Do you tremble when it’s
your turn to talk? Do you avoid public speaking at all costs? And do you feel
like that fear is holding you back? I sure did. Here I share my story of leaving
my comfort zone and finding my voice.
Sometimes, when we speak, we aren’t communicating effectively. Furthermore, if you are like I was, speaking could be a big source of discomfort, insecurity, stress, and confusion.
Seeking Comfort by Ceding the Floor
For years, I struggled with my voice, my communication skills, and having confidence in what I said. I felt challenged even to be heard and express myself, so I defaulted to not speaking up for myself—or not speaking at all.
I became comfortable listening, and I developed
personal tricks to cede the floor to someone else so that I wouldn’t have the
responsibility to carry the conversation. My comfort was being in the
supportive role of asking questions, reacting, and listening. This was a cover
for my lack of confidence, assertiveness, and effective communication skills.
In this series, building effective ways of being is just as important as addressing what doesn’t serve us. And, in my opinion, the top two life skills that help to navigate life are (1) effective listening skills and (2) effective speaking skills.
It is not easy to expand our skill set, but it
is definitely possible. And well worth it. The goal is to gain comfort in self
by gaining mastery of these life skills. Here I aim to share some tips that
helped me to gain confidence, assertiveness, and finally, my voice.
From Getting Side-Eye to Taking Center Stage
First off, as it has been repeatedly said, awareness
is key. My insecurity, doubt, and sensitivity made me fully aware of my
inadequate communication skills, but I didn’t do anything to improve them until
my focus shifted to making positive change. Once I was aware of the possibility
of positive change, I sought to better my communication skills. My goal was to
be free of my fear of speaking, since it was holding me back. Taking this on
meant also taking on the dreaded public speaking.
I was such an unskilled, bad public speaker, I
would tremble—I avoided speaking in public whenever possible. I’m going to be
honest . . . overcoming this fear was a lot of work: taking risks, leaving my
comfort zone, and making sure to practice, practice, practice. I built new, effective
speaking skills and reframed my thinking to replace everything that wasn’t
working for me. It was a total trial-and-error process, so I had to endure
learning the hard way what didn’t work for me. What did this entail? Bombing,
debacles, and a lot of side-eye. Surprisingly, that was the best part of this
growth. In finding ways to express myself, meet my needs, and have my say, I
also became very comfortable with things not going my way. I still got side-eye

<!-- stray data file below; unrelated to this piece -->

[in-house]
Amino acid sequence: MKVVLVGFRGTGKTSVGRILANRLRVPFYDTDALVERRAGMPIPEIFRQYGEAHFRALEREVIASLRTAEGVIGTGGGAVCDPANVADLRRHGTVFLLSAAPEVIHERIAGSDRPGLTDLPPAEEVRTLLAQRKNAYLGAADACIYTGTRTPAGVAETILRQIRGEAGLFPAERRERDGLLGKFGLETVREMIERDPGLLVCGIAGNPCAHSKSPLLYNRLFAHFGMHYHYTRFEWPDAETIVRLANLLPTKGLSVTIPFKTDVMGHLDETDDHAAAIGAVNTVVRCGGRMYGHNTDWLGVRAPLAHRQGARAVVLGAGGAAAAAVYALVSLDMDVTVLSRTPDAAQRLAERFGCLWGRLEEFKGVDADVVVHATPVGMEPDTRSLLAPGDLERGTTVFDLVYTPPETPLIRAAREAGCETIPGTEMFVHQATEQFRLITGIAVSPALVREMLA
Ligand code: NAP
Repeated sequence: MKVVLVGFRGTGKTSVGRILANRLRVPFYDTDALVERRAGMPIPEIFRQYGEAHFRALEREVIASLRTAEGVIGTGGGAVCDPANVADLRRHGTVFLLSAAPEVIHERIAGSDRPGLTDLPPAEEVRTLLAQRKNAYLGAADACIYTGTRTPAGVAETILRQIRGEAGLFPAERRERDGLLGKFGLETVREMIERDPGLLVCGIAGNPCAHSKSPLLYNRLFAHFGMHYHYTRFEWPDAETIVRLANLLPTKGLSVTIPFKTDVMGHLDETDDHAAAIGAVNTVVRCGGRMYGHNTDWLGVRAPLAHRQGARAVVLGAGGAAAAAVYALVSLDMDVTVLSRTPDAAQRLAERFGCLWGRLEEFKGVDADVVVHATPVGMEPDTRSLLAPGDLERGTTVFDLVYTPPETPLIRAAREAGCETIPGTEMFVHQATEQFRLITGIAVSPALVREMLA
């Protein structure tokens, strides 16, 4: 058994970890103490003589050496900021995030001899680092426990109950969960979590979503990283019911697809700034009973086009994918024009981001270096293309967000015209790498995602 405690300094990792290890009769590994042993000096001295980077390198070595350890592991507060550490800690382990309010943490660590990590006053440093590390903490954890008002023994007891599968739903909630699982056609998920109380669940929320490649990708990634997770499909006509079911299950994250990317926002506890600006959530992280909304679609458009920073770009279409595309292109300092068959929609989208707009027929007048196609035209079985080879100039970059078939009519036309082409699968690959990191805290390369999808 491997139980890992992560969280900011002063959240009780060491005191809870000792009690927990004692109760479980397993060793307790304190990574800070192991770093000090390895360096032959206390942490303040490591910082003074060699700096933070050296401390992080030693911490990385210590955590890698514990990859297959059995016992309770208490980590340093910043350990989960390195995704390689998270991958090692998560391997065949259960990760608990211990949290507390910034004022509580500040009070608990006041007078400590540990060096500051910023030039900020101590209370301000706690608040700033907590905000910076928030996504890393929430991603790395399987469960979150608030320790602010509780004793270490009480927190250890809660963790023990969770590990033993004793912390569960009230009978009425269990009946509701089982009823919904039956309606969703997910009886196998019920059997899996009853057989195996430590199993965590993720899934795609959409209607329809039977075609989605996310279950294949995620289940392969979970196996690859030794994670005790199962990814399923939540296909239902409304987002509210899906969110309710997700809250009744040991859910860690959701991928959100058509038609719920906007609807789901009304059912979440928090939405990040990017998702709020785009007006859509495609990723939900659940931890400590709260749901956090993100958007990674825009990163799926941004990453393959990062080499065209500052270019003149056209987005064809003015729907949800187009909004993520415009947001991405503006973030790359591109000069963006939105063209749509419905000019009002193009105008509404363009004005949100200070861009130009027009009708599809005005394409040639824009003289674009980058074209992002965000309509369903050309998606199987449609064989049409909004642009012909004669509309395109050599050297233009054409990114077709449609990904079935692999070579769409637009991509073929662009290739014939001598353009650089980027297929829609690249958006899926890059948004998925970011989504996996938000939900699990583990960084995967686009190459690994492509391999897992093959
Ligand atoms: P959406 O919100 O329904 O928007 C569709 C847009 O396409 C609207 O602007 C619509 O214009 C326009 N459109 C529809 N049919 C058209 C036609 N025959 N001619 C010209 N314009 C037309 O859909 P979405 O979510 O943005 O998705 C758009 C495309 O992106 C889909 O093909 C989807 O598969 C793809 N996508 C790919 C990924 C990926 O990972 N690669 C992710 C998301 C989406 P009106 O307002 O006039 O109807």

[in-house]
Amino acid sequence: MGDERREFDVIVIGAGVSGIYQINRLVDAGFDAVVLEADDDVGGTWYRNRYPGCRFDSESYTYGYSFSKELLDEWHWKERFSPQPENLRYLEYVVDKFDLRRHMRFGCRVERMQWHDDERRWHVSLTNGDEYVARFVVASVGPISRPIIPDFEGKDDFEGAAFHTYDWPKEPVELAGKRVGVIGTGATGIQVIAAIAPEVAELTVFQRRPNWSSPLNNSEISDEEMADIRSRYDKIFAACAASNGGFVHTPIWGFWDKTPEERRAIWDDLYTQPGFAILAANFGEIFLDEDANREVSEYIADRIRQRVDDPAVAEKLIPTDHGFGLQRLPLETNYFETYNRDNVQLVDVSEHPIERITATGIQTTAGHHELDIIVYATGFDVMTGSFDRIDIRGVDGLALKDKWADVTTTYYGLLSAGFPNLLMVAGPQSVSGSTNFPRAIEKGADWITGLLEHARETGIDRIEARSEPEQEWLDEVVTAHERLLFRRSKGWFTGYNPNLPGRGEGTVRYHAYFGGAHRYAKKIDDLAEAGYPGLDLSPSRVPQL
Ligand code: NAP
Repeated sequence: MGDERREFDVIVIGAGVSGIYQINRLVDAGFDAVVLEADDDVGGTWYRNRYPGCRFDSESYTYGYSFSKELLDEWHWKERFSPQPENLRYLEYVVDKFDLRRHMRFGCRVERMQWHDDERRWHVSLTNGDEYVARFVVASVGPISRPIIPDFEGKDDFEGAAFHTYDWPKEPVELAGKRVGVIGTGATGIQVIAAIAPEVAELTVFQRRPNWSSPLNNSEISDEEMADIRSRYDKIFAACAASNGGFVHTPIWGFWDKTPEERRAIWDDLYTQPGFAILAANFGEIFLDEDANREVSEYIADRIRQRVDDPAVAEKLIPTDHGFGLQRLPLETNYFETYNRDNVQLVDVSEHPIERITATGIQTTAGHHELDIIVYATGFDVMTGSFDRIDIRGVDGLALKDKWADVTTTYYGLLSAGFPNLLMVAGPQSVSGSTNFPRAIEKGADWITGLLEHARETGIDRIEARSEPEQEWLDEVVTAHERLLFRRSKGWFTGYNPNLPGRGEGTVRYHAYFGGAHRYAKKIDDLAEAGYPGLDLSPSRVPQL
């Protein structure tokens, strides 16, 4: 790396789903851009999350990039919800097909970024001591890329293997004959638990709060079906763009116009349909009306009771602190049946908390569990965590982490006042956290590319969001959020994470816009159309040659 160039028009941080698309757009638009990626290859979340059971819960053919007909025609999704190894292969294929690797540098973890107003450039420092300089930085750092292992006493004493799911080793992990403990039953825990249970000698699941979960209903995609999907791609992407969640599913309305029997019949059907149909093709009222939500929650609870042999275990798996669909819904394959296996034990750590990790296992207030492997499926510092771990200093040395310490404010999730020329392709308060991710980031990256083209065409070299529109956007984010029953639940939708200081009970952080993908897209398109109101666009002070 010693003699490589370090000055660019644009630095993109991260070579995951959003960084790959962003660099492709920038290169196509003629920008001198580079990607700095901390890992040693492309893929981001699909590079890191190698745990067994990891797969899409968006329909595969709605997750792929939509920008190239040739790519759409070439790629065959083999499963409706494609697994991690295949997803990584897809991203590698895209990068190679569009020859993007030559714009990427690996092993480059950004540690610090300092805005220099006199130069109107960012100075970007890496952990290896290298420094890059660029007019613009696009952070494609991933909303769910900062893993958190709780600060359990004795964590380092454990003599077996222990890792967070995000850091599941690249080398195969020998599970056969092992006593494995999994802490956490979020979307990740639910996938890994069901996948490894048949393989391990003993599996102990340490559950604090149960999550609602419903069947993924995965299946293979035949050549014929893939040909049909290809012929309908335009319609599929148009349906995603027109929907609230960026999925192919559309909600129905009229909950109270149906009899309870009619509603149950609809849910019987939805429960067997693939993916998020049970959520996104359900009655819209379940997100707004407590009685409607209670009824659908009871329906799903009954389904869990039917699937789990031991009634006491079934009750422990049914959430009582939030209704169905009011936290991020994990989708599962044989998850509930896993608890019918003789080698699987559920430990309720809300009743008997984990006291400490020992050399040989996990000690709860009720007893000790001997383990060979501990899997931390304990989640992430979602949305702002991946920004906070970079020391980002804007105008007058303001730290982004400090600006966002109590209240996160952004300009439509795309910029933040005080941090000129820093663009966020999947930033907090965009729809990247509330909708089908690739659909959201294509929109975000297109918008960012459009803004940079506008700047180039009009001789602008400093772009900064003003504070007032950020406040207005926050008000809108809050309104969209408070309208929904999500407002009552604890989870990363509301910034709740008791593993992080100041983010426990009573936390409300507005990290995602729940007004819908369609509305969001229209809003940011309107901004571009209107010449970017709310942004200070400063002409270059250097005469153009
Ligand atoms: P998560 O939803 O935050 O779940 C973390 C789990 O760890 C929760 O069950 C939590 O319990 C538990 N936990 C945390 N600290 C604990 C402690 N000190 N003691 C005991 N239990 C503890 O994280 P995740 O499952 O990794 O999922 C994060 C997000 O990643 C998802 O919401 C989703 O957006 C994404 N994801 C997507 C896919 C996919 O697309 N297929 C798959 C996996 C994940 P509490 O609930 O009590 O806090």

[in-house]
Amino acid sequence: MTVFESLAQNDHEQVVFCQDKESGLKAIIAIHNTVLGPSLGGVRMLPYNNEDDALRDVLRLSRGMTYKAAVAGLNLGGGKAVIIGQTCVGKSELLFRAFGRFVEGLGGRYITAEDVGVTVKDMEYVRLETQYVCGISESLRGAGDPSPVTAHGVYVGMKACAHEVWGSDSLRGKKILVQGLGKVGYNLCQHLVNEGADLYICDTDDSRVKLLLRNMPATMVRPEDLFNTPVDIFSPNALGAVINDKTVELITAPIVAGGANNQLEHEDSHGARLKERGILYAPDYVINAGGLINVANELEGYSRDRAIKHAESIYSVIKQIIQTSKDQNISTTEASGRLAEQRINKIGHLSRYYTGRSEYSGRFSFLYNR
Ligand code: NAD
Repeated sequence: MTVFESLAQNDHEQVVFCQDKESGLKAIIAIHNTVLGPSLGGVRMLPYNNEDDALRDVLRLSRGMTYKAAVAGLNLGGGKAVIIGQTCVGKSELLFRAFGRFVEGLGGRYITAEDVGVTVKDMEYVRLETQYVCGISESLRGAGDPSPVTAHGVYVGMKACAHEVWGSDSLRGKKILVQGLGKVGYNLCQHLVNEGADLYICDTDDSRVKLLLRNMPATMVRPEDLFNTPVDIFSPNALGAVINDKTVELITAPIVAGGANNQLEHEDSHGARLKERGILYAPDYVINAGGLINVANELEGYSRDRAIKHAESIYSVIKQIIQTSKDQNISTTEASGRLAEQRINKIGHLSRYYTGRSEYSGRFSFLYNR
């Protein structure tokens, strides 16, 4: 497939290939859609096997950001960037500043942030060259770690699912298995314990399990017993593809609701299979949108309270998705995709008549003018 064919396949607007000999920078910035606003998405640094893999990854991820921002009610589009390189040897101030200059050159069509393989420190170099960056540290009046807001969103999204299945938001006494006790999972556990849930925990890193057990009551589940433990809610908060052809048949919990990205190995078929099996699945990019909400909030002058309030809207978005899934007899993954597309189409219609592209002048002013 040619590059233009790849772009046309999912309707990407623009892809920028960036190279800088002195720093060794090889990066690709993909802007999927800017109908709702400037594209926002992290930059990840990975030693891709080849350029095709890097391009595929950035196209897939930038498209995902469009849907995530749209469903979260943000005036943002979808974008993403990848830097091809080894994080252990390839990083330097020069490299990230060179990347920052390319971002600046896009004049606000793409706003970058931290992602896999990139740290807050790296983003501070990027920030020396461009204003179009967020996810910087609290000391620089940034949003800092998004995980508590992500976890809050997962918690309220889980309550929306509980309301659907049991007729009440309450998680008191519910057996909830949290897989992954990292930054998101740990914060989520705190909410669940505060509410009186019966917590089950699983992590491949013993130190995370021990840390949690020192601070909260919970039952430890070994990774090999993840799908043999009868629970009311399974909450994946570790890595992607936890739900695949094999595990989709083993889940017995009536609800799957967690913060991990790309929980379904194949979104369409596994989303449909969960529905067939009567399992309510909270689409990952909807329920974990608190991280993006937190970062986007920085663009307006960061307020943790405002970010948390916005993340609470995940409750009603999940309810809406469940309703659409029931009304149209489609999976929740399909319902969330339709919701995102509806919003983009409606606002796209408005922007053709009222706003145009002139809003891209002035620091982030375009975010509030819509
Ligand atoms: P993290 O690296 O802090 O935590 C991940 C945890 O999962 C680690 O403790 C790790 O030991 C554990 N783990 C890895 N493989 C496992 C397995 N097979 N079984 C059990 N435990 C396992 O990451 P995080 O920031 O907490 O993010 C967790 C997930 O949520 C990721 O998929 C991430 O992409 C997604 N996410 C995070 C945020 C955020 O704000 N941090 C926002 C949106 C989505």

if someone didn’t like what I said—we can’t please everyone all of the time.
As with all positive change, it really takes
commitment and determination to stay the course, get the results, and achieve
success. As long as you commit to overcoming any obstacles to reaching your
goal, it is only a matter of time until you do. If you want to be more
comfortable expressing yourself, stay determined until you achieve it. This is
a process of growth, not something to be zipped through.
Facing Fear and Finding Your Voice
I found that working on my assertiveness
helped with my voice. Specifically, using my voice to meet my needs became the
driving force of my communication skills. A lot of times, we end up angry,
frustrated, annoyed, bothered, and so on, instead of opening our mouths and
expressing our needs. Getting in the practice of speaking up helped me to solve
problems and divert emotional upset. Also, on the topic of avoiding emotional
upset, what we say is just as important as how we say it.
Insulting, cursing, name-calling, and saying
hurtful or disrespectful things is not helpful if your goal is to communicate
effectively. As tempting—or perhaps even involuntary and out of control—as it
might be to speak this way, in my mind, using effective communication skills
means that we are making the situation better, not worse. And it is true what
they say, taking the high road and maintaining respect with your words will
always benefit you most; reacting with disrespectful or hurtful words will
always backfire and make things worse for you. Don’t we know that?
Take the time to make the effort; do the work to get the benefit. There are tons of resources, books, and information, for us to build any skill for which we lack confidence or want to improve. To improve my speaking skills, I went to my local Toastmasters organization and moved through its program, and even beyond. I completed 20 speeches over the course of my attendance, and what I found was that getting over my fear of public speaking really helped me to get over my fear of speaking in general.
Wherever there is fear, there is opportunity for growth. When we don’t stay in the fear, we can attain freedom from it. This is what I call freedom and happiness, which is what you gain when you master effective communication skills and find your voice.
Debbie Jacobs is an advocate, writer and healing specialist living in Alexandria, Virginia. She lived most of her adult life with a diagnosis of depression, anxiety and bipolar and speaks out on how self-improvement is life improvement and believes we all can live happy lives just by making positive change to ourselves. Her influences are Louise Hay, Napoleon Hill, Les Brown and Tony Robbins. She does positivity life coaching and is in the process of writing her first book on her healing process of accomplishing positive thinking, positive effective coping skills and healthy self-esteem, what she calls “freedom and happiness.” She shares her work to motivate, inspire and help others make positive change to themselves for their freedom and happiness too.
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